Her mouth fell open when the snow made contact and for a moment she stared with wide eyes at her knee. Then she reached down and picked up her own handful.

“It’s called a snowball,” I laughed, bracing myself as she threw the clump at me. “You have to shape it first!”

I walked closer to her and bent over to grab another handful. She watched me closely, her hands making the same movements as mine until we both had a proper snowball in hand. 

“And then you just throw it?” she asked, lifting her arm.

“Not so close!” 

I tried to back away but only got two steps before the snowball hit me square in the face. My shoulders sagged as I huffed, wiping the remnants from my skin. Nova was doubled over laughing, clutching her sides as she struggled to breathe. When she finally rose to meet my gaze, the snowball I had been holding collided with her cheek.

“Not so funny now, is it?” I gloated.

She still laughed. I chuckled and shook my head as I walked over to her. Using the sleeve of my coat, I wiped the snow from her face and she blushed lilac.

“Are you cold?”

“No.”

Her chattering teeth suggested otherwise.

“Come on, let’s head back inside.”

“Not yet, please? Just a few more minutes?”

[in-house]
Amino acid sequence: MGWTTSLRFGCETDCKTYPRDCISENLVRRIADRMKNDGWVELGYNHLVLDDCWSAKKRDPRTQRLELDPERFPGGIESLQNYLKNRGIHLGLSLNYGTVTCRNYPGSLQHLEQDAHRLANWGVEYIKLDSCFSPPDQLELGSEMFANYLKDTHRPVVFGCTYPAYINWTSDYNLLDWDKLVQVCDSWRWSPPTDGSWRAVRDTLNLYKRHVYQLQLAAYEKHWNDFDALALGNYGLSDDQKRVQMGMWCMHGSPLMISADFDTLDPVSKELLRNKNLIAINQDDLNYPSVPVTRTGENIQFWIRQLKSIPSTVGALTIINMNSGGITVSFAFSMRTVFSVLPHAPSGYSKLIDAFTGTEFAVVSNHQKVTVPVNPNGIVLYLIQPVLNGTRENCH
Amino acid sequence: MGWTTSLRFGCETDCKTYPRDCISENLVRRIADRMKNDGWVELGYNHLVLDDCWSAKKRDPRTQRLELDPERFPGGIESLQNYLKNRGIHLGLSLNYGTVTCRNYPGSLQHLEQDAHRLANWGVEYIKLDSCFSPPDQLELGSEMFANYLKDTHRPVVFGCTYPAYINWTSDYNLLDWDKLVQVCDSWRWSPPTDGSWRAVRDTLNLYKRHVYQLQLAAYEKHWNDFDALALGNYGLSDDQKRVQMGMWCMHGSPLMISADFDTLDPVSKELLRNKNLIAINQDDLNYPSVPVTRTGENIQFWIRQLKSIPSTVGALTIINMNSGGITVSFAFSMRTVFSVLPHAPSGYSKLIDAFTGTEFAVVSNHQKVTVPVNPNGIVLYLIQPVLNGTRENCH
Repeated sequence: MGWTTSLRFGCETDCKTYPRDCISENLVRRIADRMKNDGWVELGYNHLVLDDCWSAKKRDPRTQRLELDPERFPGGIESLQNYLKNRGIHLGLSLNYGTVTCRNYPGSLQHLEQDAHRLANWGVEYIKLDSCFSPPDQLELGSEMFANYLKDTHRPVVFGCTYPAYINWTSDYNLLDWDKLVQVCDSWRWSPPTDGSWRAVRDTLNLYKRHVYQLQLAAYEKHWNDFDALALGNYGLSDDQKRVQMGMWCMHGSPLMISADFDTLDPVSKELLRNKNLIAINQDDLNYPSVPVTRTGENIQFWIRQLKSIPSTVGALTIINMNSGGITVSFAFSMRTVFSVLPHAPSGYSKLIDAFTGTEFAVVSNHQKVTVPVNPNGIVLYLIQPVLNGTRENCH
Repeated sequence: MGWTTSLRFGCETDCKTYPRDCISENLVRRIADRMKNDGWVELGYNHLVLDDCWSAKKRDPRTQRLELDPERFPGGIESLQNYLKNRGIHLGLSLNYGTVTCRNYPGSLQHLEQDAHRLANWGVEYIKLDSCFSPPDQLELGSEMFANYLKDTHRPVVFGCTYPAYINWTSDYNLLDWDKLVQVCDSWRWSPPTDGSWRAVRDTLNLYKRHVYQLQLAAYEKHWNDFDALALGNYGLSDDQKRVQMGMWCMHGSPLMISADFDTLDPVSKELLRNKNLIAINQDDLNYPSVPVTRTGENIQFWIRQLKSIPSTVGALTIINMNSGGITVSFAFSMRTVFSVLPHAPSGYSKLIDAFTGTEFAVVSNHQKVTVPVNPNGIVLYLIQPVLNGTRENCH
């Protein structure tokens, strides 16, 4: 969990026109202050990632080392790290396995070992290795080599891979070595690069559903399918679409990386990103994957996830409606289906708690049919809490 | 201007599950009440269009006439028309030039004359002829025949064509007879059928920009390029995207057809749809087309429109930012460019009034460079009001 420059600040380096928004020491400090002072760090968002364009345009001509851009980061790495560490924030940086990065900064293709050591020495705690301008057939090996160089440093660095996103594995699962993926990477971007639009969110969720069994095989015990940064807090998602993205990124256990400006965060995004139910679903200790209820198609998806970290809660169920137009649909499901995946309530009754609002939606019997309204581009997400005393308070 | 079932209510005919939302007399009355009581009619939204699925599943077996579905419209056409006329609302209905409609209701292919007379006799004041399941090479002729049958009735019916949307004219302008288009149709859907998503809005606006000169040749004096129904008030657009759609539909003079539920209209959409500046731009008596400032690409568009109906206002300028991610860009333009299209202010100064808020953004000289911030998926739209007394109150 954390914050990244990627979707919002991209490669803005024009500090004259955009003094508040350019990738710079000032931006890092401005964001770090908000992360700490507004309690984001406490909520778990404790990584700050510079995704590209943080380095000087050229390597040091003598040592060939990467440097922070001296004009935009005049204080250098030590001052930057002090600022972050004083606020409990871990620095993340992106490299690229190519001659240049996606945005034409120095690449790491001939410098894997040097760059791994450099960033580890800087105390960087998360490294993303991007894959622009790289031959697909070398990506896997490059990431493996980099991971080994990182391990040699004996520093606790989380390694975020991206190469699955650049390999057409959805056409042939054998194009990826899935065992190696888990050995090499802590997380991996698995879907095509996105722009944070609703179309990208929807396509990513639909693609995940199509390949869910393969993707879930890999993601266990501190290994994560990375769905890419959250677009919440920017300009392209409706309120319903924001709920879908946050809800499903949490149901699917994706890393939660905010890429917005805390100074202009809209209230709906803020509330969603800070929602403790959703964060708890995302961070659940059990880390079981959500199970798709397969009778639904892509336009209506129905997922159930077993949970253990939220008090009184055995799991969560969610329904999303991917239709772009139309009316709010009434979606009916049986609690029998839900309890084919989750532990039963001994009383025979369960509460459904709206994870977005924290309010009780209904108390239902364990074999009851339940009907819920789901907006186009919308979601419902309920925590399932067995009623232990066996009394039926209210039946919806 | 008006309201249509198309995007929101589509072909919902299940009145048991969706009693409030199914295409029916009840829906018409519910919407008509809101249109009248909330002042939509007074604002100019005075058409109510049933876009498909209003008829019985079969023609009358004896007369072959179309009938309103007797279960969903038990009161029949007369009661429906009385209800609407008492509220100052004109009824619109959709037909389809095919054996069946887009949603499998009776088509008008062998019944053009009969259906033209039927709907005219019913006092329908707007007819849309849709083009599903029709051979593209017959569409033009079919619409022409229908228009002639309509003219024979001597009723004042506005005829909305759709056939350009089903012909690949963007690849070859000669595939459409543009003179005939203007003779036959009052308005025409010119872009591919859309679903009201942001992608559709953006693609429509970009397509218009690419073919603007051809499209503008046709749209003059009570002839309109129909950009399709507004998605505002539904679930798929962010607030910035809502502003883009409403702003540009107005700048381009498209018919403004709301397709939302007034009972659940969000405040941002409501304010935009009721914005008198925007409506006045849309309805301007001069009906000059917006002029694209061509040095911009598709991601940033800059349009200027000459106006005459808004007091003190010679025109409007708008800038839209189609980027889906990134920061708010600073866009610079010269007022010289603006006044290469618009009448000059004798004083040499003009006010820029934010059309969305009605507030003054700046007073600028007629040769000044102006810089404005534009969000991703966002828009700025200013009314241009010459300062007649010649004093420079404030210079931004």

“We have tomorrow, too. It’s supposed to snow all day.”

“I know, I just…” Her eyes wandered down the length of my street. “I just like the quiet.”

I gave in easily and we stayed outside a little longer. I stuck my tongue out, catching snowflakes on it, and when I turned to look at Nova she was doing the same. I didn’t say anything for the last few minutes. I only watched as she continued to play with the snowflakes. Eventually her entire body began to shiver and I knew it was time.

“We really should go back inside before we turn blue.”

I realized my mistake as soon as the words left my mouth. She grinned as my face flushed.

“I’m already blue, idiot.” 

“Yeah, okay, then before you turn… white?”

“I don’t think that’s how it works.”

“I’ll tell you what,” I sighed. “If we go inside now, I’ll make us hot chocolate.”

She gasped, “What’s hot chocolate?”


January 11, 2020 02:12

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1 comment

Pamela Saunders
19:00 Jan 14, 2020

Nicely written and with some imaginative humour :)